About one-third of all refugees and asylees admitted to the United States in 2007 were from Africa.
The United States admitted 60,680 refugees and asylees in 2007. About one-third (32.9 percent, or 19,986) were from Africa.
The top five countries of origin of African-born refugees and asylees admitted in 2007 were Somalia (7,031, or 11.6 percent of all refugees and asylees), Burundi (4,571, or 7.5 percent), Liberia (1,655, or 2.7 percent), Ethiopia (1,525, or 2.5 percent), and Eritrea (1,116, or 1.8 percent).
Most Africans admitted to the United States on temporary nonimmigrant visas were tourists and business travelers.
Of the 37.1 million nonimmigrant admissions in 2007, about 1.1 percent (426,922) came from Africa.
Over three-quarters (76.3 percent, or 325,913) of nonimmigrant admissions from Africa were tourists and business travelers. About 8.1 percent (34,640) were students and exchange visitors, and 6.1 percent (25,977) were temporary workers and their families. The remaining 9.5 percent (40,392) included diplomats and other representatives of governments, among other nonimmigrants.
(Note: Admissions represent counts of events, i.e., arrivals, not unique individuals, so the total number of admissions exceeds the number of non-immigrants admitted. The total number of admissions excludes the majority of short-term admissions from Canada and Mexico.)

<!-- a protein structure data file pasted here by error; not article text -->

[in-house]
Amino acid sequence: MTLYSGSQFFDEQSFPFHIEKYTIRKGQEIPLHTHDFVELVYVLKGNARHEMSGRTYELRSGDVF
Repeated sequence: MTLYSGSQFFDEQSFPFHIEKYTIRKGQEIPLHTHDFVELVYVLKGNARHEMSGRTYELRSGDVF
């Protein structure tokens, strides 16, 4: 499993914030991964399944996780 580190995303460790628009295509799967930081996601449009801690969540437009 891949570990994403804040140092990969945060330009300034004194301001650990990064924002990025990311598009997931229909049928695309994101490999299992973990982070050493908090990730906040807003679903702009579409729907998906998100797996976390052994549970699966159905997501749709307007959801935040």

Three countries accounted for more than half of temporary nonimmigrant admissions from Africa.
Over half (55.7 percent) of temporary nonimmigrant admissions from Africa in 2007 were from South Africa (29.2 percent, or 124,564), Nigeria (16.4 percent, or 69,985), and Egypt (10.1 percent, or 43,139). They were followed by Kenya (5.1 percent, or 21,843), Ghana (4.9 percent, or 20,903), and Morocco (including Western Sahara, 4.4 percent, or 18,856).
About half of temporary worker admissions from Africa were specialty occupation workers and intracompany transferees.
The African born accounted for a very small share (1.3 percent, or 25,977) of the total 1.9 million temporary worker admissions in 2007 (including families of temporary workers).
About half (49.9 percent) of temporary worker admissions from Africa were specialty occupation workers on H-1B visas (32.8 percent, or 8,529) while intracompany transferees on L-1 visas accounted for 17.1 percent (4,444).
In addition, there were 2,006 (7.7 percent) admissions for seasonal nonagricultural workers on H-2B and H-2R visas; 1,418 (5.5 percent) admissions for athletes, artists, or entertainers on P-1, P-2, and P-3 visas; 1,053 (4.1 percent) admissions for seasonal agricultural workers on H-2A visas; and 551 (2.1 percent) admissions for workers with extraordinary ability or achievement on O-1 and O-2 visas.
The top countries of origin of temporary worker admissions from Africa (including the families of temporary workers) in 2007 were South Africa (41.5 percent, or 10,791 admissions), Nigeria (13.4 percent, or 3,475), Egypt (9.5 percent, or 2,455), Kenya (7.0 percent, or 1,806), and Ghana (4.7 percent, or 1,212).
For information about ACS methodology, sampling error, and nonsampling error, click here.
U.S. Census Bureau. 2006 American Community Survey. Accessed from Steven Ruggles, Matthew Sobek, Trent Alexander, et al., Integrated Public Use Microdata Series: Version 3.0. Minneapolis, MN: Minnesota Population Center, 2004.
U.S. Department of Homeland Security, Office of Immigration Statistics. 2007 Yearbook of Immigration Statistics, various tables. Available online.